Yes, you can use a competition gun for hunting.

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Stress. It can be categorized by type – distress, eustress, neustress – and classified by hormone – adrenaline, norepinephrine, and cortisol. Some of its effects can be positive, at least in the short-term, while others are overwhelmingly negative. When it comes to the role of stress in hunting one factor rules them all: training. Yes, you read right. Training isn’t just the purview of self-defense shooters and competitors; training matters for hunters.

“You do not rise to the occasion in combat, you sink to the level of your training. Do not expect the combat fairy to come bonk you with the combat wand and suddenly make you capable of doing things that you never rehearsed before. It will not happen.” (Lt. Col. Dave Grossman, “On Combat”) Whether you’re a fan of Grossman or not, he is dead-on about this.

Mastering adrenaline is a valuable skill while hunting. During a self-defense situation it becomes vital.

There are those who argue training is irrelevant; muscle memory isn’t real, repetition has no bearing on future performance during a hunt – or an assault – and practicing specific skills today has little to no bearing on tomorrow trigger time. (Yes, there are people who say these things or variations of them.) And while your life isn’t – typically – on the line while you’re hunting, many of the same factors come into play thanks to adrenaline dumps.

This is reality.

The effects of stress on your brain and body are notable and include various temporary responses: increased blood flow to muscles, mental hyper-focus, greater oxygenation, and a rush of adrenaline-fueled energy. You even become resistant to pain. At first blush these may sound fantastic – an adrenaline rush can only help you, right? – but there are downsides, too. While not lost, your fine motor skills may not be as sharp, and more oxygen is being gulped down by way of hyperventilating. Hyper-focus can become tunnel vision. An adrenaline dump makes you shake like you’ve been mainlining caffeine for days. Learning to work with and through stress isn’t just important, it’s vital.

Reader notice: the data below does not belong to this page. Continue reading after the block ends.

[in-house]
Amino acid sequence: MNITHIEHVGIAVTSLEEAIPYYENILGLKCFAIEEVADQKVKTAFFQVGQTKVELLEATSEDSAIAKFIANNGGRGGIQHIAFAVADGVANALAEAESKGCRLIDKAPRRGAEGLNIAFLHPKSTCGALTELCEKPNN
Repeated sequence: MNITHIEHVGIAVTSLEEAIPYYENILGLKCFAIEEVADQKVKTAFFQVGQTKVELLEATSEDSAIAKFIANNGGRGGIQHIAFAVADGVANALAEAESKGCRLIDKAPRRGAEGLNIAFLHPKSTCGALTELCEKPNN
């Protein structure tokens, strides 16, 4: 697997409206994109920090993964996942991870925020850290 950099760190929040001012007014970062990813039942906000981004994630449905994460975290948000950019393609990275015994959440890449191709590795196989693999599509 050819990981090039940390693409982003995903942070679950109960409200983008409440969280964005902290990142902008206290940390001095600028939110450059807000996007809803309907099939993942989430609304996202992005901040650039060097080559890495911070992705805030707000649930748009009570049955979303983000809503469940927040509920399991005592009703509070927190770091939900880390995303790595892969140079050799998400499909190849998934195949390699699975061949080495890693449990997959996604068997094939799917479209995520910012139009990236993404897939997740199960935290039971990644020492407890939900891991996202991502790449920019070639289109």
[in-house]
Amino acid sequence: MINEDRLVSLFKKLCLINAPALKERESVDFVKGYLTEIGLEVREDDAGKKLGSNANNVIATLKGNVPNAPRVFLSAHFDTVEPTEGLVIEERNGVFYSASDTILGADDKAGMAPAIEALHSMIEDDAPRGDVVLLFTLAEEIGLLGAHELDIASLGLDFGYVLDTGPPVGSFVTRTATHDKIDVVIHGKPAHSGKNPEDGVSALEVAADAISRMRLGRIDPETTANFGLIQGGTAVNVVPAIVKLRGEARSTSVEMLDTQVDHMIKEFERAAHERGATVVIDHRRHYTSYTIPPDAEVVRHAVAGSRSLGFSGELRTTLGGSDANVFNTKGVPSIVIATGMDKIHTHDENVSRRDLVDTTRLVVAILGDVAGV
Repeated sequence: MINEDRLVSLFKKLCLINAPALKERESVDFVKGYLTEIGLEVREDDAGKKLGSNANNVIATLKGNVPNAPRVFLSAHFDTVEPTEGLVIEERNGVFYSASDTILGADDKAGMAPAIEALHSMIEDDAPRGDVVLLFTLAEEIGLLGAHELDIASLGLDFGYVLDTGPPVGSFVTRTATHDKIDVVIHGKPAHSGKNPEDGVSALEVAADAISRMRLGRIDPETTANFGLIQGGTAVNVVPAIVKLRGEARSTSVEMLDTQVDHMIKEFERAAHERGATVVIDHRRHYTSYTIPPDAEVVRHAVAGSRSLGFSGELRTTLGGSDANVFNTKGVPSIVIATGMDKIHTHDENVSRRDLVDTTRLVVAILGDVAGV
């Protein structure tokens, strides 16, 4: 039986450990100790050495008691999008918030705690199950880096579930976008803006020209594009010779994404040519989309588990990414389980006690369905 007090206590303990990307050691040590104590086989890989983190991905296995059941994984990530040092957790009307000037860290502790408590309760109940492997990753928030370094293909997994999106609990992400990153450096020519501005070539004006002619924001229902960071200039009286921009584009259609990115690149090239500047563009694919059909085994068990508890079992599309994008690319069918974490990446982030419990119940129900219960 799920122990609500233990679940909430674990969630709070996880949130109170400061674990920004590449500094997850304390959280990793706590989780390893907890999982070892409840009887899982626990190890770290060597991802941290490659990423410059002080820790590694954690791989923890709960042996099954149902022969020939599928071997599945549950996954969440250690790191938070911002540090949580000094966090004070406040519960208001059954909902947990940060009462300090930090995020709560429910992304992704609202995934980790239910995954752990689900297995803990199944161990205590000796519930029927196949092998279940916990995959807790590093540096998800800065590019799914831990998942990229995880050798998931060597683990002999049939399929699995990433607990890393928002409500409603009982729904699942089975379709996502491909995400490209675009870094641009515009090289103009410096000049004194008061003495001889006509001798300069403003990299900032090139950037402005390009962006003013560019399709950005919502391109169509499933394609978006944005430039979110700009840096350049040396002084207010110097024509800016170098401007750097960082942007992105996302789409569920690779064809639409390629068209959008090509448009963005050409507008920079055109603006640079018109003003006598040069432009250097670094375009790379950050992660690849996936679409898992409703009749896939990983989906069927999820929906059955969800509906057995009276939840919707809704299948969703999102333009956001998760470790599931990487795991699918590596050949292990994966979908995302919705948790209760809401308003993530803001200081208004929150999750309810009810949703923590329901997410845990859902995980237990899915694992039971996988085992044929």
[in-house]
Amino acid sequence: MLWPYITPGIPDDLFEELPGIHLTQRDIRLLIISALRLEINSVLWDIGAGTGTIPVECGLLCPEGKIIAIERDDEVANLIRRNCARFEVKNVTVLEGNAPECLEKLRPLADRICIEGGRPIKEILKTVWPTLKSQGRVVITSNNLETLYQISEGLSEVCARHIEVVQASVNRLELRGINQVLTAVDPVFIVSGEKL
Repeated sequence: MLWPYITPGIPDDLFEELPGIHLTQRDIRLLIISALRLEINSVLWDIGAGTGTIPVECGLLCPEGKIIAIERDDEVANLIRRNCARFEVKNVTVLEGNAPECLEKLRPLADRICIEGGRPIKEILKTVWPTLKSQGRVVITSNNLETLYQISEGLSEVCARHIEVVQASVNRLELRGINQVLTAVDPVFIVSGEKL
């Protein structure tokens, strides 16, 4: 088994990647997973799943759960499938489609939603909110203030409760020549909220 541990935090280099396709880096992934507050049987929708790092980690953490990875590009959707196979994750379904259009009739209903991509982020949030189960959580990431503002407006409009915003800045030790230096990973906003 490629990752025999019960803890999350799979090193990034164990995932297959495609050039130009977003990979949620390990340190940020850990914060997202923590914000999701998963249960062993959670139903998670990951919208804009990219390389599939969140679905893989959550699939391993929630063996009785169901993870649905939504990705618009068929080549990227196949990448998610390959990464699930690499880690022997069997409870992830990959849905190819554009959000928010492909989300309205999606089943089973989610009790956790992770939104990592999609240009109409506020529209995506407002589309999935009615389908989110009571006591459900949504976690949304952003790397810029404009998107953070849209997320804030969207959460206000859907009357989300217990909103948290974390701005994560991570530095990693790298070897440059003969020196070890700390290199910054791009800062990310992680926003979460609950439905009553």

Get this. Learning to manage adrenaline and stress while hunting isn’t just about the hunt. One day it might cross over to a self-defense situation and be a major factor in saving your life.

Training isn’t just for self-defense. It comes in handy for hunters, too.

This is why we train.

Legally, anyone with a current, government-issued ID who is capable of passing the checks involved in a Form 4473 can own a firearm. (Of course, not everyone adheres to those legalities.) Those of us in possession of legally acquired firearms should be training with them far beyond a single run through How to Shoot 101.

It doesn’t matter if you’re hunting or intend to carry concealed. You need training. The woods are full of good old boys who believe a single shot fired through their .30-30 is sufficient effort not only for deer season but the entire year. Don’t be part of the problem, be part of the solution (yeah, I said it).